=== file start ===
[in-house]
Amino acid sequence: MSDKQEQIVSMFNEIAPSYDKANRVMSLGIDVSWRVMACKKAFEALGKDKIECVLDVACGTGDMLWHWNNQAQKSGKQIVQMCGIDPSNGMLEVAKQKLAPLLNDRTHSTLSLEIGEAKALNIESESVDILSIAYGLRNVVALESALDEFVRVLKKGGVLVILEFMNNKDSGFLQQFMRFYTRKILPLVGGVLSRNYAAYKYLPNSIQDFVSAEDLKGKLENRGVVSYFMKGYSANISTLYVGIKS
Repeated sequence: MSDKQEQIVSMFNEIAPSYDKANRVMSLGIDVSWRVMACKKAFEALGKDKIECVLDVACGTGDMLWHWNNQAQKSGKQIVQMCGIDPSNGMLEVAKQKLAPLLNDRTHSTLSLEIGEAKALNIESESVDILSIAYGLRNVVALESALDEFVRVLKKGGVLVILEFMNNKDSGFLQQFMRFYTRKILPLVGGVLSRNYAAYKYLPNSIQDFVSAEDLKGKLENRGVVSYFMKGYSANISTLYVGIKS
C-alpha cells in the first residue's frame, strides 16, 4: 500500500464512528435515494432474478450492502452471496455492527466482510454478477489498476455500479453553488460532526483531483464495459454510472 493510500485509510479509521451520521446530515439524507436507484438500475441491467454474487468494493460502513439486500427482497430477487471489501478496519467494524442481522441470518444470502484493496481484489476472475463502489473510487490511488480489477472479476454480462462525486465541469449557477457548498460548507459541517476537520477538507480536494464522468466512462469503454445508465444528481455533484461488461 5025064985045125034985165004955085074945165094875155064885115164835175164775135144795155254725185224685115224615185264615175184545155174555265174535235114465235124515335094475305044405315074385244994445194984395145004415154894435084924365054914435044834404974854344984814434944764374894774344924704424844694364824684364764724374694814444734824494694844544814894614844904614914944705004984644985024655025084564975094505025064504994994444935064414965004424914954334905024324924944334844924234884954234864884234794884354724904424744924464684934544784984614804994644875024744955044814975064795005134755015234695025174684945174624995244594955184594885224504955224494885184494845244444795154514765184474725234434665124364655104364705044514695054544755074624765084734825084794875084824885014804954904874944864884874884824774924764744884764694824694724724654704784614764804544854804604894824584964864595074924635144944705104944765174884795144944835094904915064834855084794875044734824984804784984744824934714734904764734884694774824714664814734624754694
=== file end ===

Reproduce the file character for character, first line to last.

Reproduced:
[in-house]
Amino acid sequence: MSDKQEQIVSMFNEIAPSYDKANRVMSLGIDVSWRVMACKKAFEALGKDKIECVLDVACGTGDMLWHWNNQAQKSGKQIVQMCGIDPSNGMLEVAKQKLAPLLNDRTHSTLSLEIGEAKALNIESESVDILSIAYGLRNVVALESALDEFVRVLKKGGVLVILEFMNNKDSGFLQQFMRFYTRKILPLVGGVLSRNYAAYKYLPNSIQDFVSAEDLKGKLENRGVVSYFMKGYSANISTLYVGIKS
Repeated sequence: MSDKQEQIVSMFNEIAPSYDKANRVMSLGIDVSWRVMACKKAFEALGKDKIECVLDVACGTGDMLWHWNNQAQKSGKQIVQMCGIDPSNGMLEVAKQKLAPLLNDRTHSTLSLEIGEAKALNIESESVDILSIAYGLRNVVALESALDEFVRVLKKGGVLVILEFMNNKDSGFLQQFMRFYTRKILPLVGGVLSRNYAAYKYLPNSIQDFVSAEDLKGKLENRGVVSYFMKGYSANISTLYVGIKS
C-alpha cells in the first residue's frame, strides 16, 4: 500500500464512528435515494432474478450492502452471496455492527466482510454478477489498476455500479453553488460532526483531483464495459454510472 493510500485509510479509521451520521446530515439524507436507484438500475441491467454474487468494493460502513439486500427482497430477487471489501478496519467494524442481522441470518444470502484493496481484489476472475463502489473510487490511488480489477472479476454480462462525486465541469449557477457548498460548507459541517476537520477538507480536494464522468466512462469503454445508465444528481455533484461488461 5025064985045125034985165004955085074945165094875155064885115164835175164775135144795155254725185224685115224615185264615175184545155174555265174535235114465235124515335094475305044405315074385244994445194984395145004415154894435084924365054914435044834404974854344984814434944764374894774344924704424844694364824684364764724374694814444734824494694844544814894614844904614914944705004984644985024655025084564975094505025064504994994444935064414965004424914954334905024324924944334844924234884954234864884234794884354724904424744924464684934544784984614804994644875024744955044814975064795005134755015234695025174684945174624995244594955184594885224504955224494885184494845244444795154514765184474725234434665124364655104364705044514695054544755074624765084734825084794875084824885014804954904874944864884874884824774924764744884764694824694724724654704784614764804544854804604894824584964864595074924635144944705104944765174884795144944835094904915064834855084794875044734824984804784984744824934714734904764734884694774824714664814734624754694